The Apple Watch and its operating system iOS 8 holds great promise for people with diabetes when it and the iPhone finally connect wearers to Apple’s Health software. With Android options also rapidly developing, these advances hold great potential for easy passage of diabetes data between devices so it can benefit people with diabetes and their health care providers. The question we really want answered is when will the meter, pump and CGM talk to each other?
A provocative article on the front page of the Sunday’s New York Times (April 6, 2014) took on the high cost of diabetes care and investigated several areas of medical advancements as well as outrageous pricing. The article asks startling questions such as: Are your favorite diabetes drugs and devices relevant to your treatment?
DexCom and Tandem Diabetes Care have a CGM Development and Commercialization Agreement to integrate the Dexcom's future generation sensor into the t:slim Insulin Delivery System. The t:slim, the first touch-screen insulin pump, has FDA approval but is not on the market yet. The announcement also mentions "future generations of the sensor", so it may be awhile before we see the systems actually working together.
Medtronic received FDA approval to sell the mySentry Remote Glucose Monitor in the U.S. on January 4, 2012. This remote monitor allows the parents of a child with diabetes to see their child’s continuous glucose monitor (CGM) data during the night from a Paradigm Revel insulin pump while they sleep in another room.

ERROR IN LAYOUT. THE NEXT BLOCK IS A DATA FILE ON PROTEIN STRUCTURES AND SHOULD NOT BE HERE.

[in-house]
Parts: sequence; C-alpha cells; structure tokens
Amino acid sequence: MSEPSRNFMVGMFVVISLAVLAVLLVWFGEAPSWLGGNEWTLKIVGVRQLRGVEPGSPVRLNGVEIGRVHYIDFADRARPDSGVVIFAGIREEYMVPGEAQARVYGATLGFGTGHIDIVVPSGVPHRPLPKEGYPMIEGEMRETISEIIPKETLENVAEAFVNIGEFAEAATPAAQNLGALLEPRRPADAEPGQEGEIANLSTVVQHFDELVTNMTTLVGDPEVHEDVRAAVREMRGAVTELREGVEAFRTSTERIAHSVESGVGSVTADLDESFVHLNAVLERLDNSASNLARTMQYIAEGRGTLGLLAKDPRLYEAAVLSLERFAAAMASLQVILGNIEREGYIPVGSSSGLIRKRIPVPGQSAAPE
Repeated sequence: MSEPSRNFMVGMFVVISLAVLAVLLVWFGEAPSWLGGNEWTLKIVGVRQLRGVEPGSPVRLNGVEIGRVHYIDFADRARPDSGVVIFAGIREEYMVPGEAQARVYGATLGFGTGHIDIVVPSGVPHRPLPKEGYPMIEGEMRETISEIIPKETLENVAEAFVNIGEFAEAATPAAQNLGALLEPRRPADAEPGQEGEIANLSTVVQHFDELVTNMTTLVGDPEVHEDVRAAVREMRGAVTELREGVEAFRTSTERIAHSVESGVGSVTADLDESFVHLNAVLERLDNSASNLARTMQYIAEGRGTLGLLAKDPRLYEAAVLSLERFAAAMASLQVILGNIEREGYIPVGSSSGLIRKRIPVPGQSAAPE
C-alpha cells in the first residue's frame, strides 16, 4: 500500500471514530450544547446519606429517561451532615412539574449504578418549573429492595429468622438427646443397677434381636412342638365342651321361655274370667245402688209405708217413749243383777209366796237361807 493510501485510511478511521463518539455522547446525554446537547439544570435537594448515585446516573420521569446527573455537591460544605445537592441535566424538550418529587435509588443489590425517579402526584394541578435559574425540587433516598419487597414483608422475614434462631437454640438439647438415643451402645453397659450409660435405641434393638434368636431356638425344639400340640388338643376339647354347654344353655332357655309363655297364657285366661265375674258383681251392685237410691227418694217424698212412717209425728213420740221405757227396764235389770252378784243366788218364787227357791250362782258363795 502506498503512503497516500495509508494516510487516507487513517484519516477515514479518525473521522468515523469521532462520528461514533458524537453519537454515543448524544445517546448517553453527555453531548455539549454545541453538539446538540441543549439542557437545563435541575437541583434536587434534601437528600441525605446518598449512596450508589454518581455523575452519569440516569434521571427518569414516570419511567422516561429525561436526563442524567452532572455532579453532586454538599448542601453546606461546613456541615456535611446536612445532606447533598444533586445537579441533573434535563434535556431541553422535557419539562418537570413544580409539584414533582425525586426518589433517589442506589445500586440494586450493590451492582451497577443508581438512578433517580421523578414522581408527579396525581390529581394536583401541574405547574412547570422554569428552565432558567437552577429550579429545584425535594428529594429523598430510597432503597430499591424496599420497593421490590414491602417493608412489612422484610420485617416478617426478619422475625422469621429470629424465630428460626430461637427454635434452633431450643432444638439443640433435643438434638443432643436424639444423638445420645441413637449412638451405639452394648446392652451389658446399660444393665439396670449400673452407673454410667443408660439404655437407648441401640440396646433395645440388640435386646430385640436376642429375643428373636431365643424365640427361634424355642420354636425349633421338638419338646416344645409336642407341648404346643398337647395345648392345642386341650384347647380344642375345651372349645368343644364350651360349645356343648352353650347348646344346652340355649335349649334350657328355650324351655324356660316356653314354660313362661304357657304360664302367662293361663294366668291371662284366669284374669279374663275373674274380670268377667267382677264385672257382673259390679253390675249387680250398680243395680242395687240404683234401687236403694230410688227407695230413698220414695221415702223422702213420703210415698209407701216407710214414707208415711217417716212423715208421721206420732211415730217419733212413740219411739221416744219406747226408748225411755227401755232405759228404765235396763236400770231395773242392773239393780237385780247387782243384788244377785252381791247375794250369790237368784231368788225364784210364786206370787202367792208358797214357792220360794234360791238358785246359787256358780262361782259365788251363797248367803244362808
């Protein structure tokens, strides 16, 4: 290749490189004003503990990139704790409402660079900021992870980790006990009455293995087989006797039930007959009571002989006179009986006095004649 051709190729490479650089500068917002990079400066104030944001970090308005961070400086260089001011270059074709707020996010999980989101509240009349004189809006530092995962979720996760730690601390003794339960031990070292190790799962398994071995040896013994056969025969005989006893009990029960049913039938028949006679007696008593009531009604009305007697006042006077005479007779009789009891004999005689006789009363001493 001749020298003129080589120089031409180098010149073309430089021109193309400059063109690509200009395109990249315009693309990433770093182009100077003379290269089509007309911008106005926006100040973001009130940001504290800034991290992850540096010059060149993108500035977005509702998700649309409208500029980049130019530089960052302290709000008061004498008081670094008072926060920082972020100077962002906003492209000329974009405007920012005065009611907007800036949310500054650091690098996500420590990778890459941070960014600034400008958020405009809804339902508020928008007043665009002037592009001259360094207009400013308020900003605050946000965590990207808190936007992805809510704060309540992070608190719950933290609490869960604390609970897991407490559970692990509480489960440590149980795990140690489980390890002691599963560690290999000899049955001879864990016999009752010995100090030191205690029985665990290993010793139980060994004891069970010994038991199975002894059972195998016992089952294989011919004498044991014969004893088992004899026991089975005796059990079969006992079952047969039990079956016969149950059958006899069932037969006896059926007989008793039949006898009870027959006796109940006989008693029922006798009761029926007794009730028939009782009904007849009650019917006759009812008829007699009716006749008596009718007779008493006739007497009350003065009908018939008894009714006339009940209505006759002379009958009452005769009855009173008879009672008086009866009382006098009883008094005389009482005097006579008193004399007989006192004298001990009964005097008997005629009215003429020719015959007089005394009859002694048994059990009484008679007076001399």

Dexcom is making more friends. Already having partnerships with Animas and Omnipod, Dexcom has now signed a research and development agreement with Roche Diagnostics U.S. The plan is to integrate Dexcom's continuous glucose monitor into Roche's insulin pumps so you can see trends and blood glucose data in one handheld device.
Here's an excerpt from the announcement:
The Dexcom STS and the Paradigm RT continuous monitors are currently available in the U.S. with a prescription. In this study, they are compared head to head while being worn by one person with Type 1 diabetes. Over 33 days, 262 simultaneous readings were compared between a One Touch meter and the two continuous monitors. The meter was used to calibrate both monitors and as the standard against which their accuracy was evaluated.